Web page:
Members of the Huron-Wendat First Nations lived for centuries on the land area that we now call Scarborough. This was evidenced by the 1956 discovery of their burial ground in Tabor Hill Park at Bellamy Road and Lawrence Avenue East. The first European settlers arrived in 1791, and Scarborough first was called Glasgow. Elizabeth Simcoe, wife of Upper Canada’s first Lieutenant Governor, renamed the area Scarborough, since the bluffs along the shore of Lake Ontario reminded her of Scarborough in Yorkshire, England.

Most of Scarborough’s early settlers were from the British Isles. When the Township of Scarborough was established in 1850, its population consisted of only 3,000 people. For one hundred years, Scarborough was mostly rural, with farms, mills along the Rouge River and Highland Creek, and a few roads, stores, schools and churches. There was a dispersed group of small communities, including Scarboro Village, Birch Cliff, Wexford, Agincourt, Woburn, Ellesmere, Bendale, Malvern, Armadale, Highland Creek, West Hill and Port Union.

Image depicts 19th century map of Scarborough
Map of the Township of Scarborough by C.J. Wheelock
ca. 1885
City of Toronto Archives
Fonds 79, Series 443, File 55


The Township’s first reeve was Peter Secor and its first council meeting was held at Dowswell’s tavern on Markham Road. Lacking a city hall, municipal officials met for years at Johnston’s Hall in Woburn. After 1922, they met above a Bank of Commerce branch on Kingston Road in Birch Cliff. During the lean Depression years, the Township essentially went bankrupt and was administered by the Province of Ontario.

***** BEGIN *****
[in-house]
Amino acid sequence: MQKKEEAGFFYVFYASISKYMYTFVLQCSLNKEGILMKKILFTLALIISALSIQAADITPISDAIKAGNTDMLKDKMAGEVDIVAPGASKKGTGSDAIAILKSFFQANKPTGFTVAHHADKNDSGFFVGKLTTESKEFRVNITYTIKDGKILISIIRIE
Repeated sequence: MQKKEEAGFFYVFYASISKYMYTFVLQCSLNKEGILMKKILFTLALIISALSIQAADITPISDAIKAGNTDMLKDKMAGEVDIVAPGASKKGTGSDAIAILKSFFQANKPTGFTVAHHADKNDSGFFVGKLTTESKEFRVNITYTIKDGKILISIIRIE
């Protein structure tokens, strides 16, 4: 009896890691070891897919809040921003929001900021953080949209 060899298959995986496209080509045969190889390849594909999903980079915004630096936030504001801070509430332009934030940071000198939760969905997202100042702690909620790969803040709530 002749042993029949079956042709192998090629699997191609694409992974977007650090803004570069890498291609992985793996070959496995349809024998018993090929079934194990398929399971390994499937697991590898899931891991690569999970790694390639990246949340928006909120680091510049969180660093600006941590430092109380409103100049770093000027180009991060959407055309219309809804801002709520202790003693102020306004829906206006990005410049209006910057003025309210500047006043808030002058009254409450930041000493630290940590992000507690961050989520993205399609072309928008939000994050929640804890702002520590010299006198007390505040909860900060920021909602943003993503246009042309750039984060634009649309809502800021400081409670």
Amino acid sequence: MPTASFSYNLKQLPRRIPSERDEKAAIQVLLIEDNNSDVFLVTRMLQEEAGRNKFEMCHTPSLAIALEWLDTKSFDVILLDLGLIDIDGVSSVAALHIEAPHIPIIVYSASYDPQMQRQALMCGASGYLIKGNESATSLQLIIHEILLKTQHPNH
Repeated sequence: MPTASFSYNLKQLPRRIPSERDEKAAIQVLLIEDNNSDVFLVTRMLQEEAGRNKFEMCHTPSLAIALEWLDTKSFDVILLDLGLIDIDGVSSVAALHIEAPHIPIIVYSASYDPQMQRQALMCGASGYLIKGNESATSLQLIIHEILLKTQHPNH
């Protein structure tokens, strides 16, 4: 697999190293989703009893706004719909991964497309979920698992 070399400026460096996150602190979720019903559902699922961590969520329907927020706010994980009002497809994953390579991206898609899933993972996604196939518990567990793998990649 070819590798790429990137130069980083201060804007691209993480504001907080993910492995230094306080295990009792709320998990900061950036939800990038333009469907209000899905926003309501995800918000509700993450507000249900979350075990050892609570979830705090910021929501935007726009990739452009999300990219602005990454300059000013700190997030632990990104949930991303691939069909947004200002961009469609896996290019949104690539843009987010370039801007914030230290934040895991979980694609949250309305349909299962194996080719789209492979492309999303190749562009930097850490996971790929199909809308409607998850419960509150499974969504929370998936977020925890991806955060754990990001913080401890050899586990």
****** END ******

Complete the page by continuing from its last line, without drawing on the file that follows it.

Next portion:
Prosperity returned largely as a result of the Second World War. The General Engineering Company munitions plant on Eglinton Avenue East infused the area with development and employment. After the war, the area became known as the Golden Mile commercial district. The Township acquired land there, and commissioned its first proper municipal building at 2001 Eglinton Avenue East. It opened in September 1956.

Image depicts six lane boulevard taken from central reservation
Scarborough Golden Mile, Eglinton Avenue East looking
east towards Warden Avenue
ca. 1955
City of Toronto Archives
Fonds 1128, Series 380, Item 383
Image depicts cover of event programme
Program for the official opening of the Scarborough Municipal offices
September 1956
City of Toronto Archives
Fonds 220, Series 235, File 541, Item 1


The postwar baby boom, immigration, plentiful land and cars (and cheap gasoline) fuelled Scarborough’s rapid population growth and urbanization. Between 1950 and 1955, its population doubled from 48,000 to 110,000, tripling again between 1955 and 1970. Having a younger population than the City of Toronto, Scarborough urgently needed new housing, schools, public amenities, and roads.

The Township’s many farms were soon swallowed up by new subdivisions of single family homes, apartment blocks, shopping plazas, service stations, commercial showrooms and manufacturing centres. These trends accelerated further after Highway 401 opened in 1956. This rapid urbanization meant that by 1970, little remained of the Township’s former rural character.

Image depicts oblique aerial view of rural road intersection taken from aircraft
Aerial view of Markham Road and Ellesmere Avenue, looking south
June 1956
City of Toronto Archives
Fonds 220, Series 35, File 150, Item 19
Image depicts oblique aerial view of urban street intersection taken from aircraft
Aerial view of Markham Road and Ellesmere
Avenue, looking south
ca. 1975
City of Toronto Archives
Fonds 220, Series 35, File 150, Item 27